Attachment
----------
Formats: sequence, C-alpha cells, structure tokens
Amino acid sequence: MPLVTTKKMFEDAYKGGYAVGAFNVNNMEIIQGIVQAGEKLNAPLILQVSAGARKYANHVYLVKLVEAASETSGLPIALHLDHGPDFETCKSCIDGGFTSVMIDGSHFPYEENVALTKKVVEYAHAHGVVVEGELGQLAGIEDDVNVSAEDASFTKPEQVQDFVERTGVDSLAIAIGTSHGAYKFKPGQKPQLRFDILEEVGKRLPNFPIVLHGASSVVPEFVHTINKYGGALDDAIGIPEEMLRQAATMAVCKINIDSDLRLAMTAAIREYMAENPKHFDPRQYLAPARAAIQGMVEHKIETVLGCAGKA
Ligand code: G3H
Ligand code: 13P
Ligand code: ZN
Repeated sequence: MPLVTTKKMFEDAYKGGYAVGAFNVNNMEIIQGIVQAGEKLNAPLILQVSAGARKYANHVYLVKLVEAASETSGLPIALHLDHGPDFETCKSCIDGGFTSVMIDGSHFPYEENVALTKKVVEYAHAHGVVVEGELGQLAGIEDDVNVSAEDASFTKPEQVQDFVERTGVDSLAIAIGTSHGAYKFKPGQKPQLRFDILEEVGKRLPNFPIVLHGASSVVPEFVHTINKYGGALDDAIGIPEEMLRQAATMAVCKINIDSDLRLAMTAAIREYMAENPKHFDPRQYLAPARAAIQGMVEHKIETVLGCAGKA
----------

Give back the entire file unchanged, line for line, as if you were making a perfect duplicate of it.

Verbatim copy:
Formats: sequence, C-alpha cells, structure tokens
Amino acid sequence: MPLVTTKKMFEDAYKGGYAVGAFNVNNMEIIQGIVQAGEKLNAPLILQVSAGARKYANHVYLVKLVEAASETSGLPIALHLDHGPDFETCKSCIDGGFTSVMIDGSHFPYEENVALTKKVVEYAHAHGVVVEGELGQLAGIEDDVNVSAEDASFTKPEQVQDFVERTGVDSLAIAIGTSHGAYKFKPGQKPQLRFDILEEVGKRLPNFPIVLHGASSVVPEFVHTINKYGGALDDAIGIPEEMLRQAATMAVCKINIDSDLRLAMTAAIREYMAENPKHFDPRQYLAPARAAIQGMVEHKIETVLGCAGKA
Ligand code: G3H
Ligand code: 13P
Ligand code: ZN
Repeated sequence: MPLVTTKKMFEDAYKGGYAVGAFNVNNMEIIQGIVQAGEKLNAPLILQVSAGARKYANHVYLVKLVEAASETSGLPIALHLDHGPDFETCKSCIDGGFTSVMIDGSHFPYEENVALTKKVVEYAHAHGVVVEGELGQLAGIEDDVNVSAEDASFTKPEQVQDFVERTGVDSLAIAIGTSHGAYKFKPGQKPQLRFDILEEVGKRLPNFPIVLHGASSVVPEFVHTINKYGGALDDAIGIPEEMLRQAATMAVCKINIDSDLRLAMTAAIREYMAENPKHFDPRQYLAPARAAIQGMVEHKIETVLGCAGKA